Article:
(From a written list given to his departing grandson Arun in October 1947 [5][6], as told by Arun Gandhi [7])

    Reply
  102. I like this quote from Ghandi:
    The seven blunders that human society commits and cause all the violence: wealth without work, pleasure without conscience, knowledge without character, commerce without morality, science without humanity, worship without sacrifice, and politics without principles.
    (From a written list given to his departing grandson Arun in October 1947 [5][6], as told by Arun Gandhi [7])

    Reply
  103. I like this quote from Ghandi:
    The seven blunders that human society commits and cause all the violence: wealth without work, pleasure without conscience, knowledge without character, commerce without morality, science without humanity, worship without sacrifice, and politics without principles.
    (From a written list given to his departing grandson Arun in October 1947 [5][6], as told by Arun Gandhi [7])

    Reply
  104. I like this quote from Ghandi:
    The seven blunders that human society commits and cause all the violence: wealth without work, pleasure without conscience, knowledge without character, commerce without morality, science without humanity, worship without sacrifice, and politics without principles.
    (From a written list given to his departing grandson Arun in October 1947 [5][6], as told by Arun Gandhi [7])

    Reply
  105. I like this quote from Ghandi:
    The seven blunders that human society commits and cause all the violence: wealth without work, pleasure without conscience, knowledge without character, commerce without morality, science without humanity, worship without sacrifice, and politics without principles.
    (From a written list given to his departing grandson Arun in October 1947 [5][6], as told by Arun Gandhi [7])

    Reply
  106. In memory of Madeleine L’Engle, I quote her quoting of the Rune of St. Patrick:
    “At Tara in this fateful hour,
    I place all Heaven with its power,
    And the sun with its brightness,
    And the snow with its whiteness,
    And the fire with all the strength it hath,
    And the lightning with its rapid wrath,
    And the winds with their swiftness along their path,
    And the sea with its deepness,
    And the rocks with their steepness,
    And the earth with its starkness:
    All these I place,
    By God’s almighty help and grace
    Between myself and the powers of darkness!”

    Reply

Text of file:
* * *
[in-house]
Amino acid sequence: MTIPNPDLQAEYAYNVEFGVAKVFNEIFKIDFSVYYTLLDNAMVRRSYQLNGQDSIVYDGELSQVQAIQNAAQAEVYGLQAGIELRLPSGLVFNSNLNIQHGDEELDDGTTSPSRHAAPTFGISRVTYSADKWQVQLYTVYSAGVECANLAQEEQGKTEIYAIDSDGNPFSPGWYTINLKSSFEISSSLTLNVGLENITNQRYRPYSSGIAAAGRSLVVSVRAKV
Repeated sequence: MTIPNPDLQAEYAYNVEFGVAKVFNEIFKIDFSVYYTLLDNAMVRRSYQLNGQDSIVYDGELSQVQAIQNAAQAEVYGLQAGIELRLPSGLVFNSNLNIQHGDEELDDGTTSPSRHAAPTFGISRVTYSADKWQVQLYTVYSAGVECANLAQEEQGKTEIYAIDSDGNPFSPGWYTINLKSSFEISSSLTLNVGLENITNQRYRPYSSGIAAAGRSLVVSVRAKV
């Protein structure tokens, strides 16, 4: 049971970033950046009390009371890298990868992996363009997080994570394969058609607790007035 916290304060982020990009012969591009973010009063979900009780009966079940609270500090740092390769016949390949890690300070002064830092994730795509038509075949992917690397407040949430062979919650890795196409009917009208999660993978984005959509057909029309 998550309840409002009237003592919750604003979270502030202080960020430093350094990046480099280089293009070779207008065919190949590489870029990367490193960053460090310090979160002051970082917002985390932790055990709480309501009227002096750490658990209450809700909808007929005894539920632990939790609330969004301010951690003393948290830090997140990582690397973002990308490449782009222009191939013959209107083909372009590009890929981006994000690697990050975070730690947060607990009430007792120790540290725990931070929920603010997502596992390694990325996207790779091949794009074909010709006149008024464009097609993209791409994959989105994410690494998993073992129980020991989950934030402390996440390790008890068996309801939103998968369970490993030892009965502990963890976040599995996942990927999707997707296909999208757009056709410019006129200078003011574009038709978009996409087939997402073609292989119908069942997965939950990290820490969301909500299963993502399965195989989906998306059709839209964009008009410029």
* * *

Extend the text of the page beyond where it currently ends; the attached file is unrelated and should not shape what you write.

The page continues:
107. In memory of Madeleine L’Engle, I quote her quoting of the Rune of St. Patrick:
    “At Tara in this fateful hour,
    I place all Heaven with its power,
    And the sun with its brightness,
    And the snow with its whiteness,
    And the fire with all the strength it hath,
    And the lightning with its rapid wrath,
    And the winds with their swiftness along their path,
    And the sea with its deepness,
    And the rocks with their steepness,
    And the earth with its starkness:
    All these I place,
    By God’s almighty help and grace
    Between myself and the powers of darkness!”

    Reply
  108. In memory of Madeleine L’Engle, I quote her quoting of the Rune of St. Patrick:
    “At Tara in this fateful hour,
    I place all Heaven with its power,
    And the sun with its brightness,
    And the snow with its whiteness,
    And the fire with all the strength it hath,
    And the lightning with its rapid wrath,
    And the winds with their swiftness along their path,
    And the sea with its deepness,
    And the rocks with their steepness,
    And the earth with its starkness:
    All these I place,
    By God’s almighty help and grace
    Between myself and the powers of darkness!”

    Reply
  109. In memory of Madeleine L’Engle, I quote her quoting of the Rune of St. Patrick:
    “At Tara in this fateful hour,
    I place all Heaven with its power,
    And the sun with its brightness,
    And the snow with its whiteness,
    And the fire with all the strength it hath,
    And the lightning with its rapid wrath,
    And the winds with their swiftness along their path,
    And the sea with its deepness,
    And the rocks with their steepness,
    And the earth with its starkness:
    All these I place,
    By God’s almighty help and grace
    Between myself and the powers of darkness!”

    Reply
  110. In memory of Madeleine L’Engle, I quote her quoting of the Rune of St. Patrick:
    “At Tara in this fateful hour,
    I place all Heaven with its power,
    And the sun with its brightness,
    And the snow with its whiteness,
    And the fire with all the strength it hath,
    And the lightning with its rapid wrath,
    And the winds with their swiftness along their path,
    And the sea with its deepness,
    And the rocks with their steepness,
    And the earth with its starkness:
    All these I place,
    By God’s almighty help and grace
    Between myself and the powers of darkness!”

    Reply
  111. I always liked, “Never attribute to malice what can be explained by stupidity.” I try to remember it.
    PS Hey, Loretta, PLEASE, PLEASE give us an idea about the contents of the new book and when it will be out! Please? We all live in hope!

    Reply
  112. I always liked, “Never attribute to malice what can be explained by stupidity.” I try to remember it.
    PS Hey, Loretta, PLEASE, PLEASE give us an idea about the contents of the new book and when it will be out! Please? We all live in hope!